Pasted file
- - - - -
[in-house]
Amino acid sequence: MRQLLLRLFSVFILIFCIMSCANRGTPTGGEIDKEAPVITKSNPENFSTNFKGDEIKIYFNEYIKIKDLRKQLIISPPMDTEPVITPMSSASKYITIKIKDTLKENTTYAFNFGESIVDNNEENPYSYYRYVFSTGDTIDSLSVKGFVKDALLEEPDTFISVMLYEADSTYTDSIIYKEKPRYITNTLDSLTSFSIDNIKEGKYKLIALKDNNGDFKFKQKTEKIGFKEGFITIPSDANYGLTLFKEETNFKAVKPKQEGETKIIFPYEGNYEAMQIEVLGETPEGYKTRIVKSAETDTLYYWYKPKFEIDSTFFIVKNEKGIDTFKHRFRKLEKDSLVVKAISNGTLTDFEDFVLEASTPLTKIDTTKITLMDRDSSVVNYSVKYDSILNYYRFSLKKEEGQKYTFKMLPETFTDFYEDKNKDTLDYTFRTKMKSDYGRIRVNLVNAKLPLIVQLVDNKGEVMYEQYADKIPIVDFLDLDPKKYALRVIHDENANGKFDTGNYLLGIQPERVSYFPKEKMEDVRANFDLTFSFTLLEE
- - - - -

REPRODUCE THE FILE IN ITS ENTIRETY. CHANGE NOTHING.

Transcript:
[in-house]
Amino acid sequence: MRQLLLRLFSVFILIFCIMSCANRGTPTGGEIDKEAPVITKSNPENFSTNFKGDEIKIYFNEYIKIKDLRKQLIISPPMDTEPVITPMSSASKYITIKIKDTLKENTTYAFNFGESIVDNNEENPYSYYRYVFSTGDTIDSLSVKGFVKDALLEEPDTFISVMLYEADSTYTDSIIYKEKPRYITNTLDSLTSFSIDNIKEGKYKLIALKDNNGDFKFKQKTEKIGFKEGFITIPSDANYGLTLFKEETNFKAVKPKQEGETKIIFPYEGNYEAMQIEVLGETPEGYKTRIVKSAETDTLYYWYKPKFEIDSTFFIVKNEKGIDTFKHRFRKLEKDSLVVKAISNGTLTDFEDFVLEASTPLTKIDTTKITLMDRDSSVVNYSVKYDSILNYYRFSLKKEEGQKYTFKMLPETFTDFYEDKNKDTLDYTFRTKMKSDYGRIRVNLVNAKLPLIVQLVDNKGEVMYEQYADKIPIVDFLDLDPKKYALRVIHDENANGKFDTGNYLLGIQPERVSYFPKEKMEDVRANFDLTFSFTLLEE